Seeing God in the Everyday – Two Quotes

One of my favorite images can be found in the Book of Jeremiah, which is especially useful for those who fear God may be the evil trickster inviting them to change, only to trap them into a miserable life. Jeremiah’s God says otherwise: “‘Surely I know the plans I have for you,’ says the LORD, ‘plans for your welfare and not for harm, to give you a future with hope’” (Jer. 29:11). God wants only the best for you, says Jeremiah.

You may also find some newer, more modern, images like the God of Surprises, who astonishes you with new and unexpected invitations to grow. Or perhaps you’ll come up with images of your own. One Jesuit friend was once on a long cross-country trip and ended up stranded in an unfamiliar airport, with all his flights canceled. A cheery travel agent patiently helped him sort everything out so he could book a new flight. It was a striking image of God, he said: someone who helps you find your way home.

The Jesuit Guide to (Almost) Everything: A Spirituality for Real Life
James Martin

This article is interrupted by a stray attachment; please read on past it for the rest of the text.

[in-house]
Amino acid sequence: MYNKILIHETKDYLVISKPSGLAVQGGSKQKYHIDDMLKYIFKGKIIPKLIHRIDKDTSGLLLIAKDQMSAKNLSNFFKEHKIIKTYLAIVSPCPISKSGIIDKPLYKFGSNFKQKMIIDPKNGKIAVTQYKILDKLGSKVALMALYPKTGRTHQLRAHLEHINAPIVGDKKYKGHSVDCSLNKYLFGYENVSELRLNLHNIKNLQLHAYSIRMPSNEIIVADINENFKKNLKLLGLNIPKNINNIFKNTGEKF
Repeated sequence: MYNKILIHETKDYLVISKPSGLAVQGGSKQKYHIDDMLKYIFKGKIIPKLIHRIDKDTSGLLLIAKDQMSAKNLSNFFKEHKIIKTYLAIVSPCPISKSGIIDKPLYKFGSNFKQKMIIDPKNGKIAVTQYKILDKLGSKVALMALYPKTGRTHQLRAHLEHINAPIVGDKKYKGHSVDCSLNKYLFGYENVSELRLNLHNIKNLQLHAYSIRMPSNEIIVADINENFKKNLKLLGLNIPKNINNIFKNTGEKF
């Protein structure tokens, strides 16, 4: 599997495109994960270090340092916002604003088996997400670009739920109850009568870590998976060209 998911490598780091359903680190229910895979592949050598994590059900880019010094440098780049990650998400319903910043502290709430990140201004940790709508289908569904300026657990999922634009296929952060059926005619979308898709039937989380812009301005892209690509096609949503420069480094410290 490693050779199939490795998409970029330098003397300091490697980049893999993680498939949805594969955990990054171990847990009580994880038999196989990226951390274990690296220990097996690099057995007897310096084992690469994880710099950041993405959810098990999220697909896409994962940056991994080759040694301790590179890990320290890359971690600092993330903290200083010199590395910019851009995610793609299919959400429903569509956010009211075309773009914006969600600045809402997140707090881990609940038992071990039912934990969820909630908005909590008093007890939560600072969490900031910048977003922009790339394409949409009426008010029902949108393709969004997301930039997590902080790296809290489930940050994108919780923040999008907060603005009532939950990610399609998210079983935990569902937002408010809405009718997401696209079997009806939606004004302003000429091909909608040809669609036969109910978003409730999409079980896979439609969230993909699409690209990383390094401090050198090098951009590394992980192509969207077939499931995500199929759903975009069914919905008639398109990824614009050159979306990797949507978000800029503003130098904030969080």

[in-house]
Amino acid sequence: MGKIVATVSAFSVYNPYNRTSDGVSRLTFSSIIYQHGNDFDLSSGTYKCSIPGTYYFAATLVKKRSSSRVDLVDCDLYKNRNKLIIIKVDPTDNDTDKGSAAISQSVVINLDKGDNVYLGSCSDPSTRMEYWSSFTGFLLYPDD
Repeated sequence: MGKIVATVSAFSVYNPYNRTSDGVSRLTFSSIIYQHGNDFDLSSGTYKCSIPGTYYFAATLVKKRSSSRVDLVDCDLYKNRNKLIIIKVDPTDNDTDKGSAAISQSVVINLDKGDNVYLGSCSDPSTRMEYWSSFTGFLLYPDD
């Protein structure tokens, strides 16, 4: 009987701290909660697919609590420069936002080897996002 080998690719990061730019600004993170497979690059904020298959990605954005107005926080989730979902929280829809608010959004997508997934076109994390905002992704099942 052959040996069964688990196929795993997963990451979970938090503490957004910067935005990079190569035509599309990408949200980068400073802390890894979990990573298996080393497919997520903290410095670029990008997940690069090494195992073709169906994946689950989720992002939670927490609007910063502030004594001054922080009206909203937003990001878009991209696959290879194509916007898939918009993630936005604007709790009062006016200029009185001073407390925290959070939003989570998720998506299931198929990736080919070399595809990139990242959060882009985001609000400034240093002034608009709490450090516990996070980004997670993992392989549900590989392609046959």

“My, how foolish I am!” my friend cries, suddenly alert, like a woman remembering too late she has biscuits in the oven. “You know what I’ve always thought?” she asks in a tone of discovery, and not smiling at me but a point beyond. “I’ve always thought a body would have to be sick and dying before they saw the Lord. And I imagined that when He came it would be like looking at the Baptist window: pretty as colored glass with the sun pouring through, such a shine you don’t know it’s getting dark. And it’s been a comfort: to think of that shine taking away all the spooky feeling. But I’ll wager it never happens. I’ll wager at the very end a body realizes the Lord has already shown Himself. That things as they are”—her hand circles in a gesture that gathers clouds and kites and grass and Queenie pawing earth over her bone—“just what they’ve always seen, was seeing Him. As for me, I could leave the world with today in my eyes.”

A Christmas Memory
Truman Capote